Lawsuit Over Invokana Alleges Acute Kidney Injury Caused by Diabetes Drug
A recently filed product liability lawsuit alleges that Johnson & Johnson downplayed the risk of kidney failure from Invokana, indicating that “kidney problems” were only a “possible side effect,” even though individuals nationwide have reported severe and potentially life-threatening complications after taking the new-generation diabetes drug.
The complaint (PDF) was filed by Loris Furlow in the U.S. District Court for the Central District of California on February 29, naming Johnson & Johnson and it’s Janssen Pharmaceuticals subsidiary as defendants.
Furlow indicates that she was began using Invokana for treatment of type 2 diabetes in April 2014, about one year after it was first introduced by the drug maker and heavily marketed to consumers and medical providers as a safe and effective treatment. However, Furlow indicates that Johnson & Johnson knew that side effects of Invokana may increase the kidney failure risk.
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In March 2015, Furlow indicates that she was hospitalized due for acute kidney injury and kidney failure, which she blames on use of Invokana, indicating that she never would have used the new-generation treatment if the risks were adequately disclosed, as safer alternatives were available.
“Invokana is unreasonably dangerous and defective as formulated, putting consumers, including Plaintiff, at an unreasonable risk of suffering injury and death,” according to the complaint filed by Furlow. “Defendants did not adequately warn of increased risk of kidney failure and other serious complications associated with Invokana, merely indicating that there was a risk for kidney problems, without addressing the specific increased risk of kidney failure or the extend of that risk associated with Invokana.”
The case joins a growing number of lawsuits over Invokana kidney failure injuries filed by individuals nationwide, each involving similar allegations.
Furlow seeks both compensatory and punitive damages under theories of strict liability, design defect, failure to warn, negligence, breach of warranty, fraud, misrepresentation, fraudulent concealment, negligent misrepresentation and violation of fair business practices.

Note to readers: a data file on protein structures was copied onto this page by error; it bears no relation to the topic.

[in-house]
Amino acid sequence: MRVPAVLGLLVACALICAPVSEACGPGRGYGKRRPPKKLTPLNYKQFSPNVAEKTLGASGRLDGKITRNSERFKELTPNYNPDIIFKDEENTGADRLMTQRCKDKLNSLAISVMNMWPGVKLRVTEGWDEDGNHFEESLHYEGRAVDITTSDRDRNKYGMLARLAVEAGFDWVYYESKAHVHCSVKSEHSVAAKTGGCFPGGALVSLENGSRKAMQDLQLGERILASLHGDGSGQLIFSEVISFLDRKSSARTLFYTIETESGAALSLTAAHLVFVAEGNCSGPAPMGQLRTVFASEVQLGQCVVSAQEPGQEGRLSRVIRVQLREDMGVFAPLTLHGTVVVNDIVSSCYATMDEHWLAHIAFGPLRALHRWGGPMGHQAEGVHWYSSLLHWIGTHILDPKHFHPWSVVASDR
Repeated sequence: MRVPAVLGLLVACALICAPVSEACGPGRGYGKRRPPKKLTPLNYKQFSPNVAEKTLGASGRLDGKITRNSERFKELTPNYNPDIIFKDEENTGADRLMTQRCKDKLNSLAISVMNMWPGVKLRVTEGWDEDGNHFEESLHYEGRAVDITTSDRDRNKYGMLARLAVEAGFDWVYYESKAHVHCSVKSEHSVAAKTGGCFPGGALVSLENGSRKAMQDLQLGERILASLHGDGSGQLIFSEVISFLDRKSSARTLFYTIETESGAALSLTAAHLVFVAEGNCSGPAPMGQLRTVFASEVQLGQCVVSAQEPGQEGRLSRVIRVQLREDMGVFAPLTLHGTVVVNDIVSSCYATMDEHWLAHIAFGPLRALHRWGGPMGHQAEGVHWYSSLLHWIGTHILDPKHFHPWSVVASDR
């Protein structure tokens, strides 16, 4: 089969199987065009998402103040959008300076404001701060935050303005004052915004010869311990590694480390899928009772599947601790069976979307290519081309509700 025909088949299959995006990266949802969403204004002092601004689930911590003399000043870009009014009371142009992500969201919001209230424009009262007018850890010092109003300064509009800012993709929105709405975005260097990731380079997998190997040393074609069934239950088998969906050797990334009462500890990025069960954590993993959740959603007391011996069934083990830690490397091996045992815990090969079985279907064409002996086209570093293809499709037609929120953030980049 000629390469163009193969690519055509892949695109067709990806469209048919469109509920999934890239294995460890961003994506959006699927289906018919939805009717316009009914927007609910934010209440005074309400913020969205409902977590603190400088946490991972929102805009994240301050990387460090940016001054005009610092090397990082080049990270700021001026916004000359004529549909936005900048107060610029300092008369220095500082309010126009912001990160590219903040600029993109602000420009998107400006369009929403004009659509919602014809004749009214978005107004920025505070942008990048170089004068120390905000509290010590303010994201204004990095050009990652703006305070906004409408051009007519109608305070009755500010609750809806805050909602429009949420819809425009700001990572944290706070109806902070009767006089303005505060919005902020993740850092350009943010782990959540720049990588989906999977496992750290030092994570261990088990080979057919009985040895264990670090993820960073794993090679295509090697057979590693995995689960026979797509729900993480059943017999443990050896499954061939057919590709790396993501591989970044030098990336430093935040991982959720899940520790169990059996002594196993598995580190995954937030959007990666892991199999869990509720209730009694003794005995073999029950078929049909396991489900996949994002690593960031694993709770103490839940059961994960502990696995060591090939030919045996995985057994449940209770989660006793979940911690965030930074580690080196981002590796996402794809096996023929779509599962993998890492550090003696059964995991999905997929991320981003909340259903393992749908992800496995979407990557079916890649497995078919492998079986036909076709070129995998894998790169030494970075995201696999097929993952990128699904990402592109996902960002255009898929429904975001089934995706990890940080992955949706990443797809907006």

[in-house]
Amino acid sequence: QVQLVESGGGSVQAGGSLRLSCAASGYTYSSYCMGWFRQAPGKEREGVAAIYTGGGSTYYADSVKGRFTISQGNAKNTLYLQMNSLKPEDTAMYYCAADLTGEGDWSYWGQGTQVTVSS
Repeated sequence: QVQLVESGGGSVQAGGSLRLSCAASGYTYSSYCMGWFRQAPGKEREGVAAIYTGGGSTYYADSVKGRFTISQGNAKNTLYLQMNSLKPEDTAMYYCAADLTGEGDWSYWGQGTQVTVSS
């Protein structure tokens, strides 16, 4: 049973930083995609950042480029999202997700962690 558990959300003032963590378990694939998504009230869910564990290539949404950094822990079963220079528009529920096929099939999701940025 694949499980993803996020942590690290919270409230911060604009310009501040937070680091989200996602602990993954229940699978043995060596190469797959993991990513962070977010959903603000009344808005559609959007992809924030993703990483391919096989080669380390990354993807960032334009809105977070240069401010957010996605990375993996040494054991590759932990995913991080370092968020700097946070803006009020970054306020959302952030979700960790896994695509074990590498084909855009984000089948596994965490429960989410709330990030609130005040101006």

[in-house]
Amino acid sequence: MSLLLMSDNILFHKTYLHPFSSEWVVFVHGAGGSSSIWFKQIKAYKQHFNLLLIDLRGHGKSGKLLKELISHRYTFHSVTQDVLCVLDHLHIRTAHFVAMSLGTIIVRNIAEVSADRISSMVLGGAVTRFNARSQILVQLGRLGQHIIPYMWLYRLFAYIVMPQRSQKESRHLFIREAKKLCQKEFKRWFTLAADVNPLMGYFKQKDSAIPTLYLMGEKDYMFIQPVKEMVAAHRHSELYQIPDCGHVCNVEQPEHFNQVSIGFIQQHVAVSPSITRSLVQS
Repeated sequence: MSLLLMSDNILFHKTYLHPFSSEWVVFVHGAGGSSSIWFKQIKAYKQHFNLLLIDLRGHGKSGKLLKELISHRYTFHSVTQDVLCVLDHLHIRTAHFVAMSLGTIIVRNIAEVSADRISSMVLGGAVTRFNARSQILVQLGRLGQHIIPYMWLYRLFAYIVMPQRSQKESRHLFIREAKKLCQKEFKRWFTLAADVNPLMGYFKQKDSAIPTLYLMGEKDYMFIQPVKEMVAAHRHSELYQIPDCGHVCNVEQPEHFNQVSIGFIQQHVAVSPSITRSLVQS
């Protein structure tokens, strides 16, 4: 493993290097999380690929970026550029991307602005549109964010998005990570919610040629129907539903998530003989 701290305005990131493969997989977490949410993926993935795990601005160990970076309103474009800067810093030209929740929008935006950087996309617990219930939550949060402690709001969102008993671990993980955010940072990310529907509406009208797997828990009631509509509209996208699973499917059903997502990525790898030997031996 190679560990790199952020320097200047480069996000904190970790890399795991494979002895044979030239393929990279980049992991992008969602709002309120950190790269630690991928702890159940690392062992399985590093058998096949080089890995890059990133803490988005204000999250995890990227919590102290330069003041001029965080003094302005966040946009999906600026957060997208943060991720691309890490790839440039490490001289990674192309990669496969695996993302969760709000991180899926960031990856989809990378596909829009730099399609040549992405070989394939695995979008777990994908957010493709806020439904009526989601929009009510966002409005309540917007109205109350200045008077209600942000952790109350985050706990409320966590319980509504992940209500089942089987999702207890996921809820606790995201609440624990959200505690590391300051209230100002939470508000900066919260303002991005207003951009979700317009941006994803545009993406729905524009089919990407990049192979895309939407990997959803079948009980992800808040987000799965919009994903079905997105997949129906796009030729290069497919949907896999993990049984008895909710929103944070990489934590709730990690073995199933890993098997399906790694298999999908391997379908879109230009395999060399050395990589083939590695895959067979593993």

Invokana (canagliflozin) was the first member of a new class of diabetes drugs that have been introduced in recent years, known as sodium-glucose co-transporter 2 (SGLT2) inhibitors. While the medication was quickly adopted by the medical community amid aggressive marketing by the drug maker, serious concerns have emerged about the safety of Invokana.
In December, the FDA announced that it is requiring new Invokana warnings about ketoacidosis, indicating that users should stop taking the drug and seek immediate medical attention if they develop symptoms. The new warnings also indicate that Invokana may cause urinary tract infections, kidney infections or blood infections, which could potentially lead to kidney infections and potentially to the development of kidney failure.
In May 2015, a report by the Institute of Safe Medication Practices (ISMP), which analyzed adverse event reports submitted to the FDA during the first year Invokana was on the market, identified potential safety signals involving kidney damage linked to Invokana and other SGLT2 inhibitors that have hit the market, such as Farxiga, Jardiance, Invokamet, Xigduo XR and Glyxambi.
The group raised questions about whether the potential risks associated with the medication may outweigh the benefits, leading some questions to be raised about whether an Invokana recall should be issued, or limitations should be placed on who receives the medication.
During the first year Invokana was on the market, ISMP highlighted 457 serious adverse event reports submitted to the FDA involving complications from Invokana. These adverse event reports typically only account for a small portion of the total problems associated with prescription medications on the market.
Many of the reported Invokana kidney problems involved kidney failure, kidney impairment or problems with kidney stones, urinary tract infections, dehydration, hypersensitivity and abnormal weight loss. Looking at reports to the FDA’s adverse event reporting system, the ISMP found that Invokana received more serious adverse event reports than 92% of the other drugs regularly monitored by the group.
In addition to complaints filed by individuals diagnosed with kidney failure, Johnson & Johnson also faces a number of Invokana ketoacidosis lawsuits brought by individuals hospitalized due to this dangerous condition, which causes a build up of acid levels in the blood.
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